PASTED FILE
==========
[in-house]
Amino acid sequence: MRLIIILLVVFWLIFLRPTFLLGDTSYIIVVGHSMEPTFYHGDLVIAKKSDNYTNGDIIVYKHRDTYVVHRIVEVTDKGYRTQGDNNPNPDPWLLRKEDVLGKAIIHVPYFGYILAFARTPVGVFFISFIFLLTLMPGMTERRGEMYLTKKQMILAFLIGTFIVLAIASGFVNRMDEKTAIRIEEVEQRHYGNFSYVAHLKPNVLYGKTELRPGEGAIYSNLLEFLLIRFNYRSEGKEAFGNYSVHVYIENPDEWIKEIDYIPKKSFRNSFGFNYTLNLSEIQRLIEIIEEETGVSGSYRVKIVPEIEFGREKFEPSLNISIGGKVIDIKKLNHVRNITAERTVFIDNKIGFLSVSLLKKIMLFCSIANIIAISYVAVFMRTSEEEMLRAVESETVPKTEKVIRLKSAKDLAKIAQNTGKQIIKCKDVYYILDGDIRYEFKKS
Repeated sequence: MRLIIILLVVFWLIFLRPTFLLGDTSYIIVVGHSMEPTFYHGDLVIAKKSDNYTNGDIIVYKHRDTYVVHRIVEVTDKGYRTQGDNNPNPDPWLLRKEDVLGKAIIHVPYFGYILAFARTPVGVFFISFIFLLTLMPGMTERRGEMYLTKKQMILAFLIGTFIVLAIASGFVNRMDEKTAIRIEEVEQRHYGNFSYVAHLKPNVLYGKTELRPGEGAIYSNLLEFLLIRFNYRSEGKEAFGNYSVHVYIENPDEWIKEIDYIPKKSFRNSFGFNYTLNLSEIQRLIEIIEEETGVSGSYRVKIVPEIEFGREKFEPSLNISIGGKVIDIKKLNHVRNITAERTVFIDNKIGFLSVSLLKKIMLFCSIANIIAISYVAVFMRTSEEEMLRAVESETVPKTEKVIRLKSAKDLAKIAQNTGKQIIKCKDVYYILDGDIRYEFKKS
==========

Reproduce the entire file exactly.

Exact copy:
[in-house]
Amino acid sequence: MRLIIILLVVFWLIFLRPTFLLGDTSYIIVVGHSMEPTFYHGDLVIAKKSDNYTNGDIIVYKHRDTYVVHRIVEVTDKGYRTQGDNNPNPDPWLLRKEDVLGKAIIHVPYFGYILAFARTPVGVFFISFIFLLTLMPGMTERRGEMYLTKKQMILAFLIGTFIVLAIASGFVNRMDEKTAIRIEEVEQRHYGNFSYVAHLKPNVLYGKTELRPGEGAIYSNLLEFLLIRFNYRSEGKEAFGNYSVHVYIENPDEWIKEIDYIPKKSFRNSFGFNYTLNLSEIQRLIEIIEEETGVSGSYRVKIVPEIEFGREKFEPSLNISIGGKVIDIKKLNHVRNITAERTVFIDNKIGFLSVSLLKKIMLFCSIANIIAISYVAVFMRTSEEEMLRAVESETVPKTEKVIRLKSAKDLAKIAQNTGKQIIKCKDVYYILDGDIRYEFKKS
Repeated sequence: MRLIIILLVVFWLIFLRPTFLLGDTSYIIVVGHSMEPTFYHGDLVIAKKSDNYTNGDIIVYKHRDTYVVHRIVEVTDKGYRTQGDNNPNPDPWLLRKEDVLGKAIIHVPYFGYILAFARTPVGVFFISFIFLLTLMPGMTERRGEMYLTKKQMILAFLIGTFIVLAIASGFVNRMDEKTAIRIEEVEQRHYGNFSYVAHLKPNVLYGKTELRPGEGAIYSNLLEFLLIRFNYRSEGKEAFGNYSVHVYIENPDEWIKEIDYIPKKSFRNSFGFNYTLNLSEIQRLIEIIEEETGVSGSYRVKIVPEIEFGREKFEPSLNISIGGKVIDIKKLNHVRNITAERTVFIDNKIGFLSVSLLKKIMLFCSIANIIAISYVAVFMRTSEEEMLRAVESETVPKTEKVIRLKSAKDLAKIAQNTGKQIIKCKDVYYILDGDIRYEFKKS